Roy Nissany was judged to be wholly to blame for the shocking crash between him and Dennis Hauger at the start of yesterday’s Formula 2 feature race.
DAMS driver Nissany forced Hauger off the track between Stowe and Vale. This sent Hauger, out of control, over the sausage kerb at the apex of Vale, which launched his car through the air into Nissany’s.
Hauger’s car struck Nissany’s around the cockpit area, the DAMS car’s halo taking the brunt of the impact which lifted both cars from the ground. The pair were able to exit their cars unaided but were clearly shaken.
The stewards ruled Nissany was responsible for the collision and said the driver did not dispute their decision.
“Instead of merging into traffic in a safe manner, the stewards determined that [Nissany] made an unpredictable and unsafe move to defend his position that initiated the contact with Hauger,” the stewards said in a statement. “Additionally, Nissany fully accepted blame for the incident.”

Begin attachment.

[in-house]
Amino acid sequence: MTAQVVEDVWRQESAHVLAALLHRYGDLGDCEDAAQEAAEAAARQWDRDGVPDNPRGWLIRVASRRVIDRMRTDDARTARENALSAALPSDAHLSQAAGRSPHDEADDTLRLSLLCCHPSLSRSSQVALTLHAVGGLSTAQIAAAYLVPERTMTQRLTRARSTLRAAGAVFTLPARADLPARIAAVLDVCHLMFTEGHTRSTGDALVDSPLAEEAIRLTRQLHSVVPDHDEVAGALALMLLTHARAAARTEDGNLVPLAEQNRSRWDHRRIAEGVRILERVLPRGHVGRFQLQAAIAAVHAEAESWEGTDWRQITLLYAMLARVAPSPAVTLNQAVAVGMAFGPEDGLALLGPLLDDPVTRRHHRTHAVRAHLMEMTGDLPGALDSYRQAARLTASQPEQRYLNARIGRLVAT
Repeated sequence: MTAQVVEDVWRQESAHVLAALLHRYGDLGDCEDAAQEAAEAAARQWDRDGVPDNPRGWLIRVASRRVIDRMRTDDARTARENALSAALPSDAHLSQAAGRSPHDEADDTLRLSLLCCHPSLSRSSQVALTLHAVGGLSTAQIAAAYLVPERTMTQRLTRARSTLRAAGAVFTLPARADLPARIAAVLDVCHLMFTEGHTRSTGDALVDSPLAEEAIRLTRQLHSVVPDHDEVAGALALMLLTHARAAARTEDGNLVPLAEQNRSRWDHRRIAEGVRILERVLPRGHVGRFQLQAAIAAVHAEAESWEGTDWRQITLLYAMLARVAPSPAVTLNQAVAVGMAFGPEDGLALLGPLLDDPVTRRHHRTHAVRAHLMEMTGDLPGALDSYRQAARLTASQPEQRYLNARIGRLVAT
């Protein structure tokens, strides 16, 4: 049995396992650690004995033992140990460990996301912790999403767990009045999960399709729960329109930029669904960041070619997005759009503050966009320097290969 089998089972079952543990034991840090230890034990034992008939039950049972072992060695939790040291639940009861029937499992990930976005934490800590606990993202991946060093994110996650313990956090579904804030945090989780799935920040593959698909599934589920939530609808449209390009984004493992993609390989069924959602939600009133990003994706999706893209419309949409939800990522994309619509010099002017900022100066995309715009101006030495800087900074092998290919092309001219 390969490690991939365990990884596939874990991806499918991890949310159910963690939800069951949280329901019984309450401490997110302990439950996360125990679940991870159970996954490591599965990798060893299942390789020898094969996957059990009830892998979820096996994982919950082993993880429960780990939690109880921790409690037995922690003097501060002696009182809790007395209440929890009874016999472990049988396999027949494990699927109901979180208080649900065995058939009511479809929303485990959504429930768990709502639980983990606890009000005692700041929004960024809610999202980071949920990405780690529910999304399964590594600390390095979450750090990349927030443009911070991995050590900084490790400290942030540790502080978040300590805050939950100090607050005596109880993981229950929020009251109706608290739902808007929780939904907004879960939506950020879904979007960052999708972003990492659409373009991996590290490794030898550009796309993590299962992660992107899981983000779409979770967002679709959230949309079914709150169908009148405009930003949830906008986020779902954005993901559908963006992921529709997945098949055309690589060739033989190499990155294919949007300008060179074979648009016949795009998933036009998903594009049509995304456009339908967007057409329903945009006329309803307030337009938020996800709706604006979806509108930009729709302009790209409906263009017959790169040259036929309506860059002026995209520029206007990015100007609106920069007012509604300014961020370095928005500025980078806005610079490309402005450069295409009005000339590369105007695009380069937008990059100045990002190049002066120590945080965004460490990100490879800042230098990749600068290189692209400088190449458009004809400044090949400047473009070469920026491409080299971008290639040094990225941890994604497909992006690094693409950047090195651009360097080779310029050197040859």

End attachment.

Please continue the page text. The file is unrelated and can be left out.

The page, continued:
Nissany will receive a five-place grid penalty for the first race in Austria and three points were added to his license, putting him halfway to a race ban on six points total this year.
In the same race the ART team avoided collecting penalties for both its drivers after almost falling foul of pit lane safety rules again.
Frederik Vesti and Théo Pourchaire were given suspended five-place grid drops at the Spanish round after the team’s mechanics failed to place tyres flat on their sides during pit stops. This is required by the rules to prevent tyres rolling away during pit stops.
ART representatives were summoned to the stewards after the Silverstone feature race as the stewards considered whether the front-left wheels of Vesti and Pourchaire’s cars were not laid flat during their pit stops.
To ART’s relief, the stewards opted to take no action, ruling the team had taken sufficient safety precautions. “Having considered the matter extensively, the stewards determined that the actions of the pit stop personnel acted in a manner that prevented an unsafe incident,” they noted. “The stewards, therefore, take no further action.”
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